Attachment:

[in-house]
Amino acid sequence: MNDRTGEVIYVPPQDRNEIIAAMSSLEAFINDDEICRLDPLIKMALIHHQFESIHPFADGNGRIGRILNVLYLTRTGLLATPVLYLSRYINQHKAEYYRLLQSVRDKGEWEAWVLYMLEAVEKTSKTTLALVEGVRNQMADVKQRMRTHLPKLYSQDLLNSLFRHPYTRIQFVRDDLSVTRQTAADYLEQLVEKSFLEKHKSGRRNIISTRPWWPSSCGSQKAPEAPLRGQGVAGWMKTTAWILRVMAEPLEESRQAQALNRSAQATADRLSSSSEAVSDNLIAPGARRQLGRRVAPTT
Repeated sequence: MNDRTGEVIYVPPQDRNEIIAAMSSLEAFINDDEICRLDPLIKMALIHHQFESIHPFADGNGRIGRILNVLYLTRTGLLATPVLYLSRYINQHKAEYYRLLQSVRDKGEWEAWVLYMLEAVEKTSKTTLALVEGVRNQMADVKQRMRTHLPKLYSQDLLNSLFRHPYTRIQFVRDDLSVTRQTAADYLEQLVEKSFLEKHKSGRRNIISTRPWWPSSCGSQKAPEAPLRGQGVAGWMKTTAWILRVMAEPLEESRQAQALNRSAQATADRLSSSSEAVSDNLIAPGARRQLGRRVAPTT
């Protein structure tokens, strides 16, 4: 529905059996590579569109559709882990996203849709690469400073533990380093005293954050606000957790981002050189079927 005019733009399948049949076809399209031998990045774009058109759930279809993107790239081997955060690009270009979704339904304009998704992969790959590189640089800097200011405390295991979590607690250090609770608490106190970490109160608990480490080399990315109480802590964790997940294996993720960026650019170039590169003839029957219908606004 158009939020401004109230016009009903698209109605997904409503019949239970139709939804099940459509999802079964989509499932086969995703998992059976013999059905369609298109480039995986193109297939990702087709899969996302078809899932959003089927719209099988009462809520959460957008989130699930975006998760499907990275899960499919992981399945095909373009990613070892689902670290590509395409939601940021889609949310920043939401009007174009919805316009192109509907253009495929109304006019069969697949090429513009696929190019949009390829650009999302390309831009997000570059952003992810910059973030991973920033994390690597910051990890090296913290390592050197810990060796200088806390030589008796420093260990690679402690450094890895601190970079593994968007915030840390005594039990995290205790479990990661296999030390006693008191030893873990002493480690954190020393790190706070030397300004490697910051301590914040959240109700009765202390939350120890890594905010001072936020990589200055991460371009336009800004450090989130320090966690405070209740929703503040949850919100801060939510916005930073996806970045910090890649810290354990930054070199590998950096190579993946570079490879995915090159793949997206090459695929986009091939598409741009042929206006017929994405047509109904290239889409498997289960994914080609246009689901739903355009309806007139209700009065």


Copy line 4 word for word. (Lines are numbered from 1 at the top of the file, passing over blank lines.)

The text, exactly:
């Protein structure tokens, strides 16, 4: 529905059996590579569109559709882990996203849709690469400073533990380093005293954050606000957790981002050189079927 005019733009399948049949076809399209031998990045774009058109759930279809993107790239081997955060690009270009979704339904304009998704992969790959590189640089800097200011405390295991979590607690250090609770608490106190970490109160608990480490080399990315109480802590964790997940294996993720960026650019170039590169003839029957219908606004 158009939020401004109230016009009903698209109605997904409503019949239970139709939804099940459509999802079964989509499932086969995703998992059976013999059905369609298109480039995986193109297939990702087709899969996302078809899932959003089927719209099988009462809520959460957008989130699930975006998760499907990275899960499919992981399945095909373009990613070892689902670290590509395409939601940021889609949310920043939401009007174009919805316009192109509907253009495929109304006019069969697949090429513009696929190019949009390829650009999302390309831009997000570059952003992810910059973030991973920033994390690597910051990890090296913290390592050197810990060796200088806390030589008796420093260990690679402690450094890895601190970079593994968007915030840390005594039990995290205790479990990661296999030390006693008191030893873990002493480690954190020393790190706070030397300004490697910051301590914040959240109700009765202390939350120890890594905010001072936020990589200055991460371009336009800004450090989130320090966690405070209740929703503040949850919100801060939510916005930073996806970045910090890649810290354990930054070199590998950096190579993946570079490879995915090159793949997206090459695929986009091939598409741009042929206006017929994405047509109904290239889409498997289960994914080609246009689901739903355009309806007139209700009065």